My blog entries are usually put together in about an hour. I select the 9 images, write the text and upload in that time. Occasionally I have the time to select the images in advance, and save them for a rainy day. When I do this, I don’t normally revisit the images, but on this occasion I did. And I find it intersting to note that I wouldn’t of picked exactly the same 9 if I’d done it today. Maybe it’s because when I pick the 9 images, I just choose the ones I like on that day. Or maybe it has something to do with mood, or frame of mind. Maybe tomorrow I’d of picked another different set. Or maybe not…
Click on the images below for the original 9.
I had an hour to kill recently in Sale, so of course I took along my camera. By the time I was free to kill my hour, the light was starting to fade, and by the time my hour finished there wasn’t much light left at all. As the light faded more and more, I was reminded that Black and White photography is not just about the greys, and the tonal ranges, and patterns and textures, but it is also about Blacks and Whites.
By which I mean we mustn’t be afraid to let the blacks go black, for the shadows to be too dark to contain any detail, and for the highlights to blow out, leaving nothing but pure white. It adds a sense of drama, which is usually a good thing, especially in black and white.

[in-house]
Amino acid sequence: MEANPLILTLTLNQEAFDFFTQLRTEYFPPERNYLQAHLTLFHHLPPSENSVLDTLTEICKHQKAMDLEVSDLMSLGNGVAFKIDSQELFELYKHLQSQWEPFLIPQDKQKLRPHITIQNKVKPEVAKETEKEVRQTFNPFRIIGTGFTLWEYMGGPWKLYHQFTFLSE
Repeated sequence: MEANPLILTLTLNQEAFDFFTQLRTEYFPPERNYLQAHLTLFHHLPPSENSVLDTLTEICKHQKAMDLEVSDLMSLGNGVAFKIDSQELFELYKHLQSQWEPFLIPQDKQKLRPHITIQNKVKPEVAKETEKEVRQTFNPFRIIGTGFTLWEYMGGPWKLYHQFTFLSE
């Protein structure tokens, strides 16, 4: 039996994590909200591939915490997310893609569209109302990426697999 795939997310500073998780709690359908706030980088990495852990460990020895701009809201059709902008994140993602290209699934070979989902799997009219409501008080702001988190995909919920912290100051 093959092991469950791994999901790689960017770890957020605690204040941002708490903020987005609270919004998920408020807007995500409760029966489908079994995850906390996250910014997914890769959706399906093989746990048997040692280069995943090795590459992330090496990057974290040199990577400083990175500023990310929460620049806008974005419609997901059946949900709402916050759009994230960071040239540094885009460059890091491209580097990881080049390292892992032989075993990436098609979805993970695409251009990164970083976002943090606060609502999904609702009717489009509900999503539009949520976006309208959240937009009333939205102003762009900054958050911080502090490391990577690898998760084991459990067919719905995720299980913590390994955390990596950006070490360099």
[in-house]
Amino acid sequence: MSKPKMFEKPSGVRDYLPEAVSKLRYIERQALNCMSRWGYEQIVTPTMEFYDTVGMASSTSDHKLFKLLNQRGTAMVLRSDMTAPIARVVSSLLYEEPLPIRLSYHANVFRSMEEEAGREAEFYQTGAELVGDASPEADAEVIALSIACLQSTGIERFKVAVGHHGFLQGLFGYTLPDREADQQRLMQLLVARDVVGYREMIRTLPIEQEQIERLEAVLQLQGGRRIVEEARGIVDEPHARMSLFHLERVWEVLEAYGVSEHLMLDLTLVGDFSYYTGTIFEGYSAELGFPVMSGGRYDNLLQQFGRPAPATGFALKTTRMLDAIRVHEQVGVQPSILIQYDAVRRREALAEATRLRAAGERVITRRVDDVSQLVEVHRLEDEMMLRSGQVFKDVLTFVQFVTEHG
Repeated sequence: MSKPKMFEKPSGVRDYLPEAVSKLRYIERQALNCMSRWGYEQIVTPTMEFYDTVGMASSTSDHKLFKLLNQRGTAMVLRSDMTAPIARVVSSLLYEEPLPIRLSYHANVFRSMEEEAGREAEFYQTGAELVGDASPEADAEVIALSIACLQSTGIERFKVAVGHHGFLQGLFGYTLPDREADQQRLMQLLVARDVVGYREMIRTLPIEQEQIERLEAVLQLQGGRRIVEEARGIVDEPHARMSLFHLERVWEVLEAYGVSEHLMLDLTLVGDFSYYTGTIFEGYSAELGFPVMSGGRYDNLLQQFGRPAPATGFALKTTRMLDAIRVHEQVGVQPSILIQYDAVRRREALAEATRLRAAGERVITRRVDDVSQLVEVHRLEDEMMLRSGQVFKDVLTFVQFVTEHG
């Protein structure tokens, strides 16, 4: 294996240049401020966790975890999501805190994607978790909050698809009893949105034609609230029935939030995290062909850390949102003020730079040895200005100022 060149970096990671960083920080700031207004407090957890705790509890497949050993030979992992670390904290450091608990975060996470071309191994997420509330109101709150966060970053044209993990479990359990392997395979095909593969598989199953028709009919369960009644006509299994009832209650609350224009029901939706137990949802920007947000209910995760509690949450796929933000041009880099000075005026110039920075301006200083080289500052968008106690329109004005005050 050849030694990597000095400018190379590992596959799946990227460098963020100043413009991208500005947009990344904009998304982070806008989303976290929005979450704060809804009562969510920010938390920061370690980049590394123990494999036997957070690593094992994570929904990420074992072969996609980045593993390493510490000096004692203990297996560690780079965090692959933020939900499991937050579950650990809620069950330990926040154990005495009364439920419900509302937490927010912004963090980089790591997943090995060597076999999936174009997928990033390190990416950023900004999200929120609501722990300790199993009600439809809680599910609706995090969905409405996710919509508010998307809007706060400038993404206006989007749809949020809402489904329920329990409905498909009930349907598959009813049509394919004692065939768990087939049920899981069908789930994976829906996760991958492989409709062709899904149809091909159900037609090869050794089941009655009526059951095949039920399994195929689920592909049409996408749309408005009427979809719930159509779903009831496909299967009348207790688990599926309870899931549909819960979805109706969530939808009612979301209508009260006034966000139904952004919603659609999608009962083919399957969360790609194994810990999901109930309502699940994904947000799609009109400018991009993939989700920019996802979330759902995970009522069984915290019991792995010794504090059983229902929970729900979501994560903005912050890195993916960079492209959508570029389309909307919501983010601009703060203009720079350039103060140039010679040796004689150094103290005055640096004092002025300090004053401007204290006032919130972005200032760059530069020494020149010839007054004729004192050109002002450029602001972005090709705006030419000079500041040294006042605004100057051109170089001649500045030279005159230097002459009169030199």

It’s hard to find much to blow out the highlights at twilight, so I decided to let the shadows block up instead. It makes it look later and darker than it really was (who says the camera never lies?) but I don’t think it’s to the detriment of the images.
It may not be very clear cut, but I’ve decided that this is going to sit in Documentary. It tells the story of the light drawing in and the little town of Sale entering the evening. It may be strictly more photo essay than documentary, but I’m pretty sure the line between the two is blurred anyway.
You know what to do with the image below….
I’ve been toying with the idea of replacing my Rokkor 58mm, with the Fuji 56mm. I’m not sure if it’s just GAS, but the focal length is one that works for me, and I’d like to start doing more portraiture.
I could always stick with the ROkkor. It’s not auto focus, and it’s not nearly as sharp as the Fuji. It doesn’t have the coatings of the Fuji, and it probably has much more distortion.
What the Rokkor does have is bags of character. It’s very soft wide open, and I really like the way it renders in Black and White. So even if I do buy the Fuji, I think I’ll keep the ROkkor.
All of the images in the gallery were taken within about 20 minutes of each other, all of course on the 58mm Rokkor.
Click the image below for the gallery, and then have a splendid week.